written by: Eli Garcia
Screamed at you, something stupid, don’t remember.
Hated myself then, but so proud of you, sat there, all cuteness and calm confusion.
Hung skewered on your smart little frown, watching your gears whirl and click, working out this stupid lesson I taught you.
Wished I could claw back this sour little moment, gone now, become you forever.
Found it was I who needed comfort, to pick you up, cuddle and laugh, sweep it away and forget it.
You reached toward me, palm out like a traffic cop, mumbled around your binky and turned away, “mean dada, go.”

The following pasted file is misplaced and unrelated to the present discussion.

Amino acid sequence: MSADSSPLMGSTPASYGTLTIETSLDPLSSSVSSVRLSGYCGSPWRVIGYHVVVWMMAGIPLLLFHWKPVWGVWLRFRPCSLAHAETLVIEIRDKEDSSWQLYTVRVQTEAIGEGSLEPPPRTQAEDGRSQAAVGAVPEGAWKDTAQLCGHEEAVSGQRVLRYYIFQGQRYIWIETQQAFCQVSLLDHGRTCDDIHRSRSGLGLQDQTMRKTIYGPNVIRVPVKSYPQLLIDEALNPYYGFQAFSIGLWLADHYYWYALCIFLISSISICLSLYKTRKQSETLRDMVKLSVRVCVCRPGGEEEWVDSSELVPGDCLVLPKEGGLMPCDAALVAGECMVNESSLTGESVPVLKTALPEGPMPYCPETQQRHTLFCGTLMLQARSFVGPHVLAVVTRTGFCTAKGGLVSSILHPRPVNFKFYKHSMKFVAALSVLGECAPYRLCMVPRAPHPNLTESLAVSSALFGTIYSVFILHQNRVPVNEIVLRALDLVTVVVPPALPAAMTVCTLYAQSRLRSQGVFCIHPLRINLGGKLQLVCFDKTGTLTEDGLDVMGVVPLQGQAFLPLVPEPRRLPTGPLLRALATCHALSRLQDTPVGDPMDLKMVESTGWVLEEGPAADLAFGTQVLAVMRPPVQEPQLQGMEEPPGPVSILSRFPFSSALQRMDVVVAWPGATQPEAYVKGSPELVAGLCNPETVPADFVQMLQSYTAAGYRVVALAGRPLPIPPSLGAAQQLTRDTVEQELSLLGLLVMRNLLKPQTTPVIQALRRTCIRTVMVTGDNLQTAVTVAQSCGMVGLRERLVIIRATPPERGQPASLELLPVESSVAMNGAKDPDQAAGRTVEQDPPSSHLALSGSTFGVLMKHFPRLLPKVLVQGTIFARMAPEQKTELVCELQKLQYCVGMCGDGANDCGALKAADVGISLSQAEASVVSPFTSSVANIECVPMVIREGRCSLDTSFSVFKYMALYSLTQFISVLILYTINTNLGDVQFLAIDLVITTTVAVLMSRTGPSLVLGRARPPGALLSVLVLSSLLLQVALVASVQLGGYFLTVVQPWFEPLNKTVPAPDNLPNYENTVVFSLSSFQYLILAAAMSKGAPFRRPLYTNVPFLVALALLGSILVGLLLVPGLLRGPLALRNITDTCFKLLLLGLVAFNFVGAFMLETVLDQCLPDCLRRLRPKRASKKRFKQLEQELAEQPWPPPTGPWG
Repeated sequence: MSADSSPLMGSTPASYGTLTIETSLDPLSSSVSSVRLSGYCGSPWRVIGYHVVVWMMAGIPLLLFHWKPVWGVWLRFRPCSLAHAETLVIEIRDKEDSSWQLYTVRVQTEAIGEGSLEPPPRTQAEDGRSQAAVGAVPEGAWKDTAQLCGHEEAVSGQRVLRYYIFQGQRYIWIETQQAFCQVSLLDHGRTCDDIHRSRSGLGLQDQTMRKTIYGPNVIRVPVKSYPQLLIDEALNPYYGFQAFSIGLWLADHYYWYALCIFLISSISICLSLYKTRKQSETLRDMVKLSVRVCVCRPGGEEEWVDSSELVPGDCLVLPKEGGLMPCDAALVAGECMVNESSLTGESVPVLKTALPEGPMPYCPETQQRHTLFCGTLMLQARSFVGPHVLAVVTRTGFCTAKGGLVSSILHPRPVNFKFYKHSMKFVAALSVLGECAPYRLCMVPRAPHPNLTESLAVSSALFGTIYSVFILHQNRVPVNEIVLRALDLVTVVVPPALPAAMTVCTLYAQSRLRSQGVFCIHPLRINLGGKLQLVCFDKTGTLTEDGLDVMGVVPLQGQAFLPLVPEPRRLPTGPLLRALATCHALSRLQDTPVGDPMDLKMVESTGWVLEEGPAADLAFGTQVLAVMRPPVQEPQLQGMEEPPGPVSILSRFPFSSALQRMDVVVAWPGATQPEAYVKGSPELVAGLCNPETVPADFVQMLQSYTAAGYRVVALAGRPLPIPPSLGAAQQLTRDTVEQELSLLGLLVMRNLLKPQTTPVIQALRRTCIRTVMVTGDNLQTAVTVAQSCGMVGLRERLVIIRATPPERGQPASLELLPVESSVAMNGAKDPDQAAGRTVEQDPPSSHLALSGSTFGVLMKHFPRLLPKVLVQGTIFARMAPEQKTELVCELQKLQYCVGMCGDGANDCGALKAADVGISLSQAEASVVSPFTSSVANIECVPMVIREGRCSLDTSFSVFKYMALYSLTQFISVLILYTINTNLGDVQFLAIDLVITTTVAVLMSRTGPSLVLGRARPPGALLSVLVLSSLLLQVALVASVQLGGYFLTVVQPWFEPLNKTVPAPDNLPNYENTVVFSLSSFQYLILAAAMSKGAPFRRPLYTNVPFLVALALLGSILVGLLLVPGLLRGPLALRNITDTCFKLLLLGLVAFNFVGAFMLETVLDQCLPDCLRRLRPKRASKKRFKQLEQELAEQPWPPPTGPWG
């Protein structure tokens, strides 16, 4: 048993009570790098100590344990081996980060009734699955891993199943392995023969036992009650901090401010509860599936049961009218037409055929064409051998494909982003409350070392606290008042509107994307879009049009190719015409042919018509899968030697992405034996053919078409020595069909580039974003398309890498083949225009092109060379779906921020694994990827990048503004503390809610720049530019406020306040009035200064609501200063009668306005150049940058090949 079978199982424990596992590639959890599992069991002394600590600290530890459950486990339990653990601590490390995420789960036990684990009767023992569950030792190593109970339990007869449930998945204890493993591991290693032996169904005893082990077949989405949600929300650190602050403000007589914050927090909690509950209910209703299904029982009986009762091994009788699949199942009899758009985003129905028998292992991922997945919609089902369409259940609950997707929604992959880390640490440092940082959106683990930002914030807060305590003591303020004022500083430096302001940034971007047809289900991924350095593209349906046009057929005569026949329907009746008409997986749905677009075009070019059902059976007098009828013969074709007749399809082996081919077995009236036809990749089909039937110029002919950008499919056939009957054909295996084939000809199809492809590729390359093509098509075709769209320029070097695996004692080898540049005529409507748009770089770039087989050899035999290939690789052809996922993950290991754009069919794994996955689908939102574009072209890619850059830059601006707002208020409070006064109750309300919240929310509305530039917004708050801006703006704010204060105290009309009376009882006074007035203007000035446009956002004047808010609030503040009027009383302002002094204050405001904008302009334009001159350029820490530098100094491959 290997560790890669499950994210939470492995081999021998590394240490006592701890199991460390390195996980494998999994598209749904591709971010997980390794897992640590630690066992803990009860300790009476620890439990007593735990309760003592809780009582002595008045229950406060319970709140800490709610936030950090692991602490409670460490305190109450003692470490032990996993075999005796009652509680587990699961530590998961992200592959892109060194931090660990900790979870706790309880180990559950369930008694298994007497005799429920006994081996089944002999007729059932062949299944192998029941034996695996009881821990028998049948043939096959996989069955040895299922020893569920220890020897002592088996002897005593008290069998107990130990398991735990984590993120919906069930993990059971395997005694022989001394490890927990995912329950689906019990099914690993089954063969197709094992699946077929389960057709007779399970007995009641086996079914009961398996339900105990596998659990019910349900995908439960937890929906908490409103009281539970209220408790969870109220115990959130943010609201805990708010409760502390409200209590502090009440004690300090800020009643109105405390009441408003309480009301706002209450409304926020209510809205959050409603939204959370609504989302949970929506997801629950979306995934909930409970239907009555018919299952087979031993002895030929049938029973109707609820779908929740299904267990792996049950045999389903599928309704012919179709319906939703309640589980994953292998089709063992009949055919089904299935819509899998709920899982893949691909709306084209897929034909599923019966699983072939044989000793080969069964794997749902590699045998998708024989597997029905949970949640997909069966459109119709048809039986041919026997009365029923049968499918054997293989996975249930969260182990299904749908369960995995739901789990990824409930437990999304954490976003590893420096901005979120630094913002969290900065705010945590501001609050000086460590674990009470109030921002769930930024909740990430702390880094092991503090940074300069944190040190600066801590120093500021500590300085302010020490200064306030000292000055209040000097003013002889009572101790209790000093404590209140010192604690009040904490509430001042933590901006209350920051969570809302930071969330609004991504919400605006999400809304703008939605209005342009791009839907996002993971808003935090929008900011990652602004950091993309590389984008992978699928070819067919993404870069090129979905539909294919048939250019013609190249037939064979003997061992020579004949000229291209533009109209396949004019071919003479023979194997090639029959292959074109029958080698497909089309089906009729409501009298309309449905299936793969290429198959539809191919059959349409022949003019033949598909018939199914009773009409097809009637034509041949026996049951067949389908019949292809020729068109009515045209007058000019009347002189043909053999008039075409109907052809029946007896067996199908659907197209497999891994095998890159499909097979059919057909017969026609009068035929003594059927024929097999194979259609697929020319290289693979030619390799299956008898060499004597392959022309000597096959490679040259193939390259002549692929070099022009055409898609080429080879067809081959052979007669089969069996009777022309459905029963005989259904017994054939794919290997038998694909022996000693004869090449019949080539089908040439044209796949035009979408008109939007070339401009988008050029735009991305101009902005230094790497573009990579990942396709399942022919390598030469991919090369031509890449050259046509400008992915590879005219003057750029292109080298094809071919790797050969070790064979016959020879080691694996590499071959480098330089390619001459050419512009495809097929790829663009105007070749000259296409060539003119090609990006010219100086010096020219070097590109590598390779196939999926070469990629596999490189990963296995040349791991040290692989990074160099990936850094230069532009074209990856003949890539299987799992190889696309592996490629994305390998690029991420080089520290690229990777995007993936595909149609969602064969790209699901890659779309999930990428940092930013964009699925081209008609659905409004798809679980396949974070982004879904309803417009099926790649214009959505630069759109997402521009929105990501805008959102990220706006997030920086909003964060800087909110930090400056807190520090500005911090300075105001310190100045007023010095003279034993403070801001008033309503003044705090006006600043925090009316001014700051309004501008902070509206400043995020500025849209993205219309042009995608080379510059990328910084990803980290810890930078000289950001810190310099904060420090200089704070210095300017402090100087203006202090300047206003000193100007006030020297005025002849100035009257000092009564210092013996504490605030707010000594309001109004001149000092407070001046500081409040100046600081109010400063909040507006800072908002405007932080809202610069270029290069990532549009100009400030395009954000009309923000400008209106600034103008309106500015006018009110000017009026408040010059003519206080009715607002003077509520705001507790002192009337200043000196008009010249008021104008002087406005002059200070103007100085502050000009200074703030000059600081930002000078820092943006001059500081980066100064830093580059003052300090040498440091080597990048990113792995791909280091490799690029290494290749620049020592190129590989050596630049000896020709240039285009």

I live reluctantly in Southern California where I alternately celebrate and dread the slow but constant change that becomes so much more pronounced in my life the older I get. My family includes my wife, who is my light and my storm, and my new daughter, who continues to surprise me daily with both her existence and her ability to stretch my capacity for love, and for terror, into previously unimagined territory. I occasionally garden, which I’ve learned to treat as a study in controlled chaos, only without the control. So, my life, like most, is generally full of hopes and dreams, successes and failures, aspirations, trial and error, peeves, inspiration, ignoring of mortality, doing stuff, not doing stuff, and occasionally standing in the backyard gobbling radish pods off the bush with my very excited toddler. A pebble on a beach with billions of other pebbles. Sometimes I write.
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